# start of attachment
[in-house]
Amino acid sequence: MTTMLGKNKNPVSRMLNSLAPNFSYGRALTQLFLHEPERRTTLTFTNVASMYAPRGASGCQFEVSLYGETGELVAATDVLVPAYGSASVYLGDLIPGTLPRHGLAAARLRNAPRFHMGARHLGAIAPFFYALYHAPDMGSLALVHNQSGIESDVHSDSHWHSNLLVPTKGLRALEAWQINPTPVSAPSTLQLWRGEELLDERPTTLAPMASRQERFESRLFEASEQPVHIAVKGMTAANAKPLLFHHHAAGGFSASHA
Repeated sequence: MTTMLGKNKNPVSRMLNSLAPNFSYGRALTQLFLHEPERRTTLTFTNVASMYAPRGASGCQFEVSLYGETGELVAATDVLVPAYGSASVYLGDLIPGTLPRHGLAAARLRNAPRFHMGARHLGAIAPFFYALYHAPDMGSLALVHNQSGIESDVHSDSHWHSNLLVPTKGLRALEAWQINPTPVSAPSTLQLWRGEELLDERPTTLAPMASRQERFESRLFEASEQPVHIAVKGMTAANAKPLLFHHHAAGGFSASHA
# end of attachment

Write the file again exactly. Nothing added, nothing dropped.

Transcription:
[in-house]
Amino acid sequence: MTTMLGKNKNPVSRMLNSLAPNFSYGRALTQLFLHEPERRTTLTFTNVASMYAPRGASGCQFEVSLYGETGELVAATDVLVPAYGSASVYLGDLIPGTLPRHGLAAARLRNAPRFHMGARHLGAIAPFFYALYHAPDMGSLALVHNQSGIESDVHSDSHWHSNLLVPTKGLRALEAWQINPTPVSAPSTLQLWRGEELLDERPTTLAPMASRQERFESRLFEASEQPVHIAVKGMTAANAKPLLFHHHAAGGFSASHA
Repeated sequence: MTTMLGKNKNPVSRMLNSLAPNFSYGRALTQLFLHEPERRTTLTFTNVASMYAPRGASGCQFEVSLYGETGELVAATDVLVPAYGSASVYLGDLIPGTLPRHGLAAARLRNAPRFHMGARHLGAIAPFFYALYHAPDMGSLALVHNQSGIESDVHSDSHWHSNLLVPTKGLRALEAWQINPTPVSAPSTLQLWRGEELLDERPTTLAPMASRQERFESRLFEASEQPVHIAVKGMTAANAKPLLFHHHAAGGFSASHA